As someone who worked in ER and ICU for many years, I've seen countless GSW's and low-powered handgun rounds in the .38spl-.45ACP spectrum are not generally destructive of tissue beyond the primary wound channel.

So-called "magnum" cartridges that push bullets above 1,300 fps start to cause secondary effects due to transference of the supersonic shock wave. This is the rationale used by early 20th century bullet designers, most notably Elmer Keith who codified the "semi-wadcutter" design pushed at velocities above 1,400 fps. Such bullets, as such speeds, tend to create significant secondary effects.

It is not as simple as saying "hangun" versus "rifle" considering so many handguns produce "rifle" power. The S&W .500 Magnum is capable of delivering in excess of 2,500 lb-ft of KE, and doing so with a relatively huge, one ounce slug, half and inch in diameter traveling at a mere 1,600 fps. Such a round will create far MORE tissue destruction than will a .308 rifle due to the extremely large diameter, blunt-nose slug, yet what must NOT be ignored is the kinetic energy being produced, because THAT is indeed the final "predictor" of terminal effectiveness.

Until the recent period, all who studied ballistics learned and understood the concept of kinetic energy, yet in recent years it seems many who lack a formal understanding of ballistics presume the diameter of a round relates to its "power," though such is not the case.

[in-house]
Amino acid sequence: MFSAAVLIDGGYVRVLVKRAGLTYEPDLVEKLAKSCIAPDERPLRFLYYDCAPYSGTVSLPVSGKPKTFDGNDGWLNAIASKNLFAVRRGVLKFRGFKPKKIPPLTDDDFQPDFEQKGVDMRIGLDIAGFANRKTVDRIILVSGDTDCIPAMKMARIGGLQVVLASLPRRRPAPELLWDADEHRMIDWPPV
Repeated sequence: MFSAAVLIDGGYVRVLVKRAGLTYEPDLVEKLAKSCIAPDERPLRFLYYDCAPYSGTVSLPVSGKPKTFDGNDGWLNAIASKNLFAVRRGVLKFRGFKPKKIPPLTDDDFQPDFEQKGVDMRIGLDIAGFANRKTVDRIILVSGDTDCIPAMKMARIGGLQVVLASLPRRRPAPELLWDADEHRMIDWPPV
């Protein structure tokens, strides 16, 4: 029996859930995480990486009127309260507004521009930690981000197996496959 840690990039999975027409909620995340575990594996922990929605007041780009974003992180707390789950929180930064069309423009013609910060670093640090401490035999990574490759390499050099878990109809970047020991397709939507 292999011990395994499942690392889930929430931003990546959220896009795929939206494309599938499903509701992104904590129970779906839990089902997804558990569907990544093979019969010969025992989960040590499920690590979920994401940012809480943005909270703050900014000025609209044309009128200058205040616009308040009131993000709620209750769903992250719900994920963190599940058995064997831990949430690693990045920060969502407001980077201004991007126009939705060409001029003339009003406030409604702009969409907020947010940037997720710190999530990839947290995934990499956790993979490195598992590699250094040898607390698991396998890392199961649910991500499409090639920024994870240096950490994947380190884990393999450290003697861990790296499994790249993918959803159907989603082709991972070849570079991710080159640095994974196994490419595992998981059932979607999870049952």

The .44 Magnum delivers around 1,000 lb-ft of KE in a .429" bullet, which, if either SWC shaped or expanding, caused massive tissue destruction in close-range situations...wounding that the 350 lb-ft KE .45 ACP cannot even come close to matching. The smaller .357 Magnum, in proper magnum loads can exceed 700-800 or more lb-ft of KE, and even though the slug is smaller in diameter, if it's weight is appropriate for the target, terminal impact can be quite explosive. The 10mm, in proper loadings exceeds 800 lb-ft of KE, with velocities well into the "magnum" range, and thus produces explosive tissue results at close range.

The diminutive 5.56mm M193 only weighs 55 grains, yet, upon impact at close range where a significant amount of its KINETIC energy is dumped through tumbling and fragmentation, approximately 1,200 lb-ft of KE are dispersed into the target...hence a high probability of "one shot stops" assuming no body armor has depleted the round's effectiveness.

If you want to see an example of the ".45 ACP" that causes explosive terminal effect, then look at the .460 Rowland. This is a lengthened, double-pressure load that is capable of causing the complete destruction of a human head by explosion at close range. It can deliver in excess of 1,200 lb-ft of KE at speeds in excess of 1,700 fps...it is NOT by any means just a hopped up .45 ACP. The "ACP" was left in the dust about 850 lb-ft of KE ago!